sleep. And, again the aura of the person manifesting a high degree of

mental activity, or strong feeling or passion, is still brighter and

deeper than the ordinary person performing his daily routine work. In

the state of anger, or love-passion, for instance, the aura is

violently disturbed, deep shades of color whirling and swirling in the

depths and surface of the auric body. Lightning-like flashes shoot forth

and great bodies of lurid smoky clouds fly on the surface. Looking into

the aura of a man wild with rage and passion, is like peering into

Inferno. The astral plane, in the region of a lynching mob, or other

body of persons filled with rage, becomes a frightful scene of auric


A person filled with the emotion of pure love, fills his aura with the

most beautiful tints and shades of high rosy color, and to behold the

same is a pleasure fully appreciated by the occultist. A church filled

with persons of a high devotional ideality, is also a beautiful place,

by reason of the mingling of auric violet-blue vibrations of those

therein assembled. The atmosphere of a prison is most depressing and

presents a most unpleasant appearance to one possessing the astral

vision. Likewise the astral atmosphere of an abode of vice and passion,

becomes really physically nauseating to the occultist of high ideals and

taste. Such scenes on the astral plane are avoided by all true

occultists, except when the call of duty leads them to visit them to

give aid and help.

There are two distinct features connected with the auric coloring of

every person. The first is the coloring resulting from the more habitual

thoughts and feelings of the person--from his character, in fact; while

the second is the coloring resulting from the particular feelings, or

thoughts, manifested by him at that particular moment or time.

The color of the feeling of the moment soon disappears and fades away,

while the more habitual feeling, bound up with his character, causes its

corresponding color to abide more permanently, and thus to give a

decided hue to his general auric color appearance.

The trained occultist is, therefore, able to ascertain not only the

passing thoughts and feelings of a person, but also to determine

infallibly his general character, tendencies, past character and

actions, and general nature, simply from a careful examination and study

of the auric colors of the person in question.

As all occultists well know, every place, dwelling, business place,

church, courtroom--every village, city, country, nation--has its own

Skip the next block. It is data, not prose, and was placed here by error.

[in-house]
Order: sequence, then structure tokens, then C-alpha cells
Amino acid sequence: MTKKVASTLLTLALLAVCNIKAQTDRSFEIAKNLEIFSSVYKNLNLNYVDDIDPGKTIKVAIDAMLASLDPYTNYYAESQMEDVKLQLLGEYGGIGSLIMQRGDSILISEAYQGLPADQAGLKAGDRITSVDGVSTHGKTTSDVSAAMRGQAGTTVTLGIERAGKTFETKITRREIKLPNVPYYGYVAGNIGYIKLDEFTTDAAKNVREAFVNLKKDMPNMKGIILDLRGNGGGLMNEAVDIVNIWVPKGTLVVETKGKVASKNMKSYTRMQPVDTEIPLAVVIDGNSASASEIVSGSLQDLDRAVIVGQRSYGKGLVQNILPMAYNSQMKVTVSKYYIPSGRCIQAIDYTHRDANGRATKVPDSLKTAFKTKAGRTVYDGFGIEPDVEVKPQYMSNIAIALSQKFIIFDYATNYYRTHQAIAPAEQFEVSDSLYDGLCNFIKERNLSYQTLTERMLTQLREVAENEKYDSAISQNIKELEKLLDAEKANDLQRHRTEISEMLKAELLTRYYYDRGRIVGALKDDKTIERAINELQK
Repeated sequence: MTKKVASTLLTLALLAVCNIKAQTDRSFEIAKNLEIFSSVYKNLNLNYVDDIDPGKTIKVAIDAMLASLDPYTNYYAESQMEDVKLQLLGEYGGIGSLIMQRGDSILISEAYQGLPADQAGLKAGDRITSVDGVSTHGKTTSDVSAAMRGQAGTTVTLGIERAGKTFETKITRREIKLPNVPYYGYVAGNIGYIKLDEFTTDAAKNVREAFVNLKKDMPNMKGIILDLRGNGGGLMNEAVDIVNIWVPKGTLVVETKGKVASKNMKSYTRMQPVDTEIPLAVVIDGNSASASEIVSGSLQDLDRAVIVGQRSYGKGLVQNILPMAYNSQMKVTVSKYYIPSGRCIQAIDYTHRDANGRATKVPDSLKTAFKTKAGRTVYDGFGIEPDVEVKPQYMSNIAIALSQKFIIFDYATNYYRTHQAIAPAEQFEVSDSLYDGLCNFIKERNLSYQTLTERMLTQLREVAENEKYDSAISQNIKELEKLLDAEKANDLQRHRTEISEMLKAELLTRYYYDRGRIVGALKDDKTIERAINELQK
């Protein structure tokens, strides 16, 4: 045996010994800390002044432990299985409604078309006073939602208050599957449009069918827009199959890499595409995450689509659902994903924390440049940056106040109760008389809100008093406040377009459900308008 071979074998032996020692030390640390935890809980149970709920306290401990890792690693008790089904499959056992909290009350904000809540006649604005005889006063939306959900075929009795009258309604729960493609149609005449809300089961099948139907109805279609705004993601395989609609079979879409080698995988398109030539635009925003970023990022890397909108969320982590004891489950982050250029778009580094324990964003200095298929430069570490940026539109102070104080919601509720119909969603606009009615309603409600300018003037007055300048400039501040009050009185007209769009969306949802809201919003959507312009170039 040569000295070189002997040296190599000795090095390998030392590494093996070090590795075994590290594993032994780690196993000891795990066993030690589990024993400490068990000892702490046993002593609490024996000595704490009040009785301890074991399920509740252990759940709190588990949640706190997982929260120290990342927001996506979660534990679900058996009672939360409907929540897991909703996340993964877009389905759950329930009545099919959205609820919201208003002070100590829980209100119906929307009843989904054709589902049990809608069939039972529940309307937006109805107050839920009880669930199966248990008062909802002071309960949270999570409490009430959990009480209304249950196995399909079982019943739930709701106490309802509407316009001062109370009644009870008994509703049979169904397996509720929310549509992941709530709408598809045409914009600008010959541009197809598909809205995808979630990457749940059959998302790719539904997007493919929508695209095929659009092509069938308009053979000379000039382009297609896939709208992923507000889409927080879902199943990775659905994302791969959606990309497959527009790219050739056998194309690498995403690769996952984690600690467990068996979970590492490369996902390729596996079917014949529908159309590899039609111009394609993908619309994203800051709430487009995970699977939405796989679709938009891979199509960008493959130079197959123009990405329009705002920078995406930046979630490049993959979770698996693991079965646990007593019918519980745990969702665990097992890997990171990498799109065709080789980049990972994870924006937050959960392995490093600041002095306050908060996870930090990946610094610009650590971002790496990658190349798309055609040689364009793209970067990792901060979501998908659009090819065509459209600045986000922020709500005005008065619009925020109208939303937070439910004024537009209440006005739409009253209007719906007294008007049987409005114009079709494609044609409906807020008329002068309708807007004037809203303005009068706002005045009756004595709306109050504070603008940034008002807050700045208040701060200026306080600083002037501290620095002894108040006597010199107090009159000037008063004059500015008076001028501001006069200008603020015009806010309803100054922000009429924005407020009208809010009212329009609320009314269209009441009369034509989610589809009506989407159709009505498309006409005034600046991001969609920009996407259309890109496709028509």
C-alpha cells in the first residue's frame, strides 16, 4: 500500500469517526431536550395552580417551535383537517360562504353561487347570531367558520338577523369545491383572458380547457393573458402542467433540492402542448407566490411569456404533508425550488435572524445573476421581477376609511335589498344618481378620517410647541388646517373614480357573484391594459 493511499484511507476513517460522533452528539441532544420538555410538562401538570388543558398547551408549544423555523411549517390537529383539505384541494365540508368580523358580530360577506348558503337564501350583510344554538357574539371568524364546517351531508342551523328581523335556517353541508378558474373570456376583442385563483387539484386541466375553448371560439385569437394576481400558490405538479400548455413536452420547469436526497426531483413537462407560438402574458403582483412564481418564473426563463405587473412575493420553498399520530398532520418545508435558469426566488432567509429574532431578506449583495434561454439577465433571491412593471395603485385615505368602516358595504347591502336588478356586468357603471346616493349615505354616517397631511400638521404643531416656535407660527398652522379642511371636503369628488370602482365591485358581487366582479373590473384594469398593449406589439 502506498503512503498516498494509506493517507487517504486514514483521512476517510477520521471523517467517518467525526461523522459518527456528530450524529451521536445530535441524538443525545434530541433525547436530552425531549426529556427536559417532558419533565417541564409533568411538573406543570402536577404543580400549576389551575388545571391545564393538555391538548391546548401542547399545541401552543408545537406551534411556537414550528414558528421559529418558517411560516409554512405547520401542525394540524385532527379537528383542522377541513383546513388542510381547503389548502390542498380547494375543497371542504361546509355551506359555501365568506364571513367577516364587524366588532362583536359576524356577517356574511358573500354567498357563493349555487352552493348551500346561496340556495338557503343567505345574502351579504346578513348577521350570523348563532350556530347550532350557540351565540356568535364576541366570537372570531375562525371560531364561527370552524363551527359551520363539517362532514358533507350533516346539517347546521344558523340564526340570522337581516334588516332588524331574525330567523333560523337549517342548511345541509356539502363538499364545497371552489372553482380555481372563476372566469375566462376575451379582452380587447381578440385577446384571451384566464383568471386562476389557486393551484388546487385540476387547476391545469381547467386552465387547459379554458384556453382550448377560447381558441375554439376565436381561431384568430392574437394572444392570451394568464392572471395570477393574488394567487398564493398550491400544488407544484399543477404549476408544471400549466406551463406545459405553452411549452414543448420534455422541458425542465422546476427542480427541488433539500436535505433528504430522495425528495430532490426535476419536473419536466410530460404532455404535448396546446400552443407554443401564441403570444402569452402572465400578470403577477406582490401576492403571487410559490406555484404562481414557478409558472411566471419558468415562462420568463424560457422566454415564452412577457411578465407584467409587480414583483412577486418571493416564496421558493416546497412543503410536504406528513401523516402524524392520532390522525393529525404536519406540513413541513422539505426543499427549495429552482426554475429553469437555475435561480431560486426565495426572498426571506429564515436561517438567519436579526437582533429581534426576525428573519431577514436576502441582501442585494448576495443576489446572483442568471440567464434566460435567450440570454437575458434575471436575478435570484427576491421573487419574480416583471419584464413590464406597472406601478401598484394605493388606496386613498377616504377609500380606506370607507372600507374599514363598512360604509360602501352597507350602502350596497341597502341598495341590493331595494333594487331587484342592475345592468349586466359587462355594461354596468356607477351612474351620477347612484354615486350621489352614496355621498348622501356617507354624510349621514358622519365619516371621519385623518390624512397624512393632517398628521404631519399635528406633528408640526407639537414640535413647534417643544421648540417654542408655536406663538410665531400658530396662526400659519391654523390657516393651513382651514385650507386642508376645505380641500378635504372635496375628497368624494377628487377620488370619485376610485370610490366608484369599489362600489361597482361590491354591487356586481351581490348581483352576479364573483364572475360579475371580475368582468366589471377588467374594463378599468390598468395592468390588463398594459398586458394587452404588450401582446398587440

collective aura, known as "astral atmosphere," which is simply but a

combined reflection of the individual auras of the human units of which

its body of inhabitants is made up. These atmospheric vibrations are

plainly felt by many persons, and we are instinctively attracted or

repelled by reason thereof. But, to the developed occultists, these

places manifest the auric colors, in the combinations arising from the

nature of the mentalities of the persons dwelling in them.

Each place has its collective aura, just as each person has his

individual aura. The astral plane presents a wonderful scene of color by

reason of this and similar causes. The harmony of the color scheme, in

some cases, is marvellously beautiful; while the horrible aspect of

scenes resemble a nightmare vision of the worst kind.

It is easy to understand why some of the ancients who stumbled into

glimpses of the astral plane, while in dream-state or trance, reported

the vision of terrible hells of unquenchable fire, fiery lakes of

smoking brimstone, etc., for such ideas would naturally come to the mind

of the uninformed person who had peered into the astral plane in such


And, in the same way, the visions of heaven reported by the saints, and

others of high spirituality, are explainable on the theory that these

persons had sensed some of the beautiful scenes of the higher astral

planes, filled with the combined auric tints and hues of souls of high

development. The principle of auric colors holds good on all the many

planes of being and existence--high as well as low.

I merely hint at a great occult truth in making the above statements.

The thoughtful will be able to read between my lines. I have given you a

little key which will unlock the door of many mysteries, if you will but

use it intelligently.